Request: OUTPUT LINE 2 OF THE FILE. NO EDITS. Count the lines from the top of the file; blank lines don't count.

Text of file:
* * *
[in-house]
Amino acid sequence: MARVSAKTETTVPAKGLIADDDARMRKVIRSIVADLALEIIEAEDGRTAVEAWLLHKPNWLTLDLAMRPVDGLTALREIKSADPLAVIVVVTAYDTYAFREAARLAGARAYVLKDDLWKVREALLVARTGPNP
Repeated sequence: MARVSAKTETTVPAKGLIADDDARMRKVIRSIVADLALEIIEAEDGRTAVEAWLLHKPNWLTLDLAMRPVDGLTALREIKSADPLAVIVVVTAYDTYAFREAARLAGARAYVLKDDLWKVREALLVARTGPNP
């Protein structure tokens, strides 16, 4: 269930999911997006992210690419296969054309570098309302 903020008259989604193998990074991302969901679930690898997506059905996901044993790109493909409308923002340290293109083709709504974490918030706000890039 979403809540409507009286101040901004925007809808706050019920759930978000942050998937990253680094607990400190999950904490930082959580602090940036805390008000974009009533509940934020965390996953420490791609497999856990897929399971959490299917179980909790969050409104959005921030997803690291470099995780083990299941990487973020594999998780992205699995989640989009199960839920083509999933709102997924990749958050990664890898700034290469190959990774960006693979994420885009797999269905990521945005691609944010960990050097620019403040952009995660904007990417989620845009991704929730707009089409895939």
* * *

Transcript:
Amino acid sequence: MARVSAKTETTVPAKGLIADDDARMRKVIRSIVADLALEIIEAEDGRTAVEAWLLHKPNWLTLDLAMRPVDGLTALREIKSADPLAVIVVVTAYDTYAFREAARLAGARAYVLKDDLWKVREALLVARTGPNP